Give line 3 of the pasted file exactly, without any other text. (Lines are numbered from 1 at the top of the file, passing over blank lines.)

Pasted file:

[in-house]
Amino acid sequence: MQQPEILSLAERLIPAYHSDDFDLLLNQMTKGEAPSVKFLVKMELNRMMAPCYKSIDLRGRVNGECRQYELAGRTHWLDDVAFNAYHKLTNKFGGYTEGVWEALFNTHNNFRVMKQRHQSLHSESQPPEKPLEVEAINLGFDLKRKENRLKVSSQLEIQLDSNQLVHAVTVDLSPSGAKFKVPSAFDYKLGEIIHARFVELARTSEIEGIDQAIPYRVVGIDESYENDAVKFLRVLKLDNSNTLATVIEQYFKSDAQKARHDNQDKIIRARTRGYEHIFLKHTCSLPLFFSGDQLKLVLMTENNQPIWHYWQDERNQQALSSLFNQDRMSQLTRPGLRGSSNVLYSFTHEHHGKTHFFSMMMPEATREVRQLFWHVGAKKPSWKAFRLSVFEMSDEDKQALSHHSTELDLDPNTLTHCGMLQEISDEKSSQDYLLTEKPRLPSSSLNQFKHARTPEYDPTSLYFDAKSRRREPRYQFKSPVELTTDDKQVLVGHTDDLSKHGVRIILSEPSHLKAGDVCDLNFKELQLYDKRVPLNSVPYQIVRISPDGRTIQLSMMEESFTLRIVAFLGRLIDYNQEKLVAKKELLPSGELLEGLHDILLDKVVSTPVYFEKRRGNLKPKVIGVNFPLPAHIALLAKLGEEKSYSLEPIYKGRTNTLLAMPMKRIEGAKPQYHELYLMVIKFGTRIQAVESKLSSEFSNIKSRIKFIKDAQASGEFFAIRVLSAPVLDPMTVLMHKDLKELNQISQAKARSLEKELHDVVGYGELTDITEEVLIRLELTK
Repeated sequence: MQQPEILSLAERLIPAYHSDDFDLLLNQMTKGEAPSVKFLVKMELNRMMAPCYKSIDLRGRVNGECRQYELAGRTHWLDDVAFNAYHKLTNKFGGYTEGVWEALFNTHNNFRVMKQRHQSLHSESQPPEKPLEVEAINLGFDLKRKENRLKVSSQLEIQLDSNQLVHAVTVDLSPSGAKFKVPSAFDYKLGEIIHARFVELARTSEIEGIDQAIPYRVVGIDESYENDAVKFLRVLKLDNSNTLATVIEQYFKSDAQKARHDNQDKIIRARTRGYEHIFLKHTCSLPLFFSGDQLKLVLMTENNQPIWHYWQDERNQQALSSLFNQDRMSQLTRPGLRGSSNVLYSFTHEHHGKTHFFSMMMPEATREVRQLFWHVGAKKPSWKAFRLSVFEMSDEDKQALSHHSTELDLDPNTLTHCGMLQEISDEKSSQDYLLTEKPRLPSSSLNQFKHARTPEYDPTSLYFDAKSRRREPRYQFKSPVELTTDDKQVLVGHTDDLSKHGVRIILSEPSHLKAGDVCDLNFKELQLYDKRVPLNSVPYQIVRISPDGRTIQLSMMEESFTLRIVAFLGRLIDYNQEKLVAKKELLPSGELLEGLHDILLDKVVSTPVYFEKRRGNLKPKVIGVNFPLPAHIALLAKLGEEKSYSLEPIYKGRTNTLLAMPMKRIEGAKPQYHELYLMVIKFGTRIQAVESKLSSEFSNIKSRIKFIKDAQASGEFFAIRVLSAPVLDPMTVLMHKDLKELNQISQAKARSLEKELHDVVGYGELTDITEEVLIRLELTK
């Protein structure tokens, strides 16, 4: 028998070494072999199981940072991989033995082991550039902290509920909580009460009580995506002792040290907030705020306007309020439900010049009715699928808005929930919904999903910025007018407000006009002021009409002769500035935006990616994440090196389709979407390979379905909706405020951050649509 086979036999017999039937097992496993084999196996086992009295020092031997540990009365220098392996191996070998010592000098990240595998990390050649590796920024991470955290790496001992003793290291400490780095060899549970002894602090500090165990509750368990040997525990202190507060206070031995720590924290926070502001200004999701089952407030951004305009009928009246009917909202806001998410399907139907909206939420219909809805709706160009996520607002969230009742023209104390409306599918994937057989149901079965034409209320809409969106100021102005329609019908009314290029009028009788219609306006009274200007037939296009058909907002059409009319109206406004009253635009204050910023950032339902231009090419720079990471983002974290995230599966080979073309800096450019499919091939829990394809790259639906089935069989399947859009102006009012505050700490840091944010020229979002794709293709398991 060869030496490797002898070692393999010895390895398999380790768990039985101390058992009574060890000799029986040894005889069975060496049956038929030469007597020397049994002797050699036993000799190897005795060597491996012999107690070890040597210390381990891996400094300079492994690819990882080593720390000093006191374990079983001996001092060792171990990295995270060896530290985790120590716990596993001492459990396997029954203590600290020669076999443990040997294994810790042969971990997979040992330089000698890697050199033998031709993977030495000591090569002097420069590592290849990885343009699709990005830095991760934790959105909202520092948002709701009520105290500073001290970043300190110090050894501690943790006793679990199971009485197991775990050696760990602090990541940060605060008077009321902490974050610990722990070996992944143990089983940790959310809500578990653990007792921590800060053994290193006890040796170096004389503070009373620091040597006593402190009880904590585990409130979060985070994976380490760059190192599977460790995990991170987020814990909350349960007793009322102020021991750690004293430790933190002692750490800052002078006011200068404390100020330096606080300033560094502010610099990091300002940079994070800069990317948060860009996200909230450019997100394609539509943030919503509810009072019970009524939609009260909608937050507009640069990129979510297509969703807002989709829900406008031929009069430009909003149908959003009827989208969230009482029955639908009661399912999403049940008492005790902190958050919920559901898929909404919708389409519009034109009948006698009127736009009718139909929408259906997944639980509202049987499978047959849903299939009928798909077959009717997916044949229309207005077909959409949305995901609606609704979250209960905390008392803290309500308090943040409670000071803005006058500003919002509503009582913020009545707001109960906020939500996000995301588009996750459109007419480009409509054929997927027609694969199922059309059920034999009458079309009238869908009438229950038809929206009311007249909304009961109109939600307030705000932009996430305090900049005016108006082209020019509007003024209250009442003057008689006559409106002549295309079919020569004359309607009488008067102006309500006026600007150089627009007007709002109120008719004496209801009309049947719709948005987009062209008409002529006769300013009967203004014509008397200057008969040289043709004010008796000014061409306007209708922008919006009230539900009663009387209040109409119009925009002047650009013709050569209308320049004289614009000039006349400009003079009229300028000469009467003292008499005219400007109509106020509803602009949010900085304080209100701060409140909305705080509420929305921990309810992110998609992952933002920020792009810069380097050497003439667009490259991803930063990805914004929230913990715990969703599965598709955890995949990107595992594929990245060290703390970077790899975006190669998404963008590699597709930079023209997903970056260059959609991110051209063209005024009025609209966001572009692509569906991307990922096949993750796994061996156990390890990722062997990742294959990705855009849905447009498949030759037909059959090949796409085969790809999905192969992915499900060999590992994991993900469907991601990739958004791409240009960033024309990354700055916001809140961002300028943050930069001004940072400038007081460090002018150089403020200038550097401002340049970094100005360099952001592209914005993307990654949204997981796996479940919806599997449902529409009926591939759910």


Repeated sequence: MQQPEILSLAERLIPAYHSDDFDLLLNQMTKGEAPSVKFLVKMELNRMMAPCYKSIDLRGRVNGECRQYELAGRTHWLDDVAFNAYHKLTNKFGGYTEGVWEALFNTHNNFRVMKQRHQSLHSESQPPEKPLEVEAINLGFDLKRKENRLKVSSQLEIQLDSNQLVHAVTVDLSPSGAKFKVPSAFDYKLGEIIHARFVELARTSEIEGIDQAIPYRVVGIDESYENDAVKFLRVLKLDNSNTLATVIEQYFKSDAQKARHDNQDKIIRARTRGYEHIFLKHTCSLPLFFSGDQLKLVLMTENNQPIWHYWQDERNQQALSSLFNQDRMSQLTRPGLRGSSNVLYSFTHEHHGKTHFFSMMMPEATREVRQLFWHVGAKKPSWKAFRLSVFEMSDEDKQALSHHSTELDLDPNTLTHCGMLQEISDEKSSQDYLLTEKPRLPSSSLNQFKHARTPEYDPTSLYFDAKSRRREPRYQFKSPVELTTDDKQVLVGHTDDLSKHGVRIILSEPSHLKAGDVCDLNFKELQLYDKRVPLNSVPYQIVRISPDGRTIQLSMMEESFTLRIVAFLGRLIDYNQEKLVAKKELLPSGELLEGLHDILLDKVVSTPVYFEKRRGNLKPKVIGVNFPLPAHIALLAKLGEEKSYSLEPIYKGRTNTLLAMPMKRIEGAKPQYHELYLMVIKFGTRIQAVESKLSSEFSNIKSRIKFIKDAQASGEFFAIRVLSAPVLDPMTVLMHKDLKELNQISQAKARSLEKELHDVVGYGELTDITEEVLIRLELTK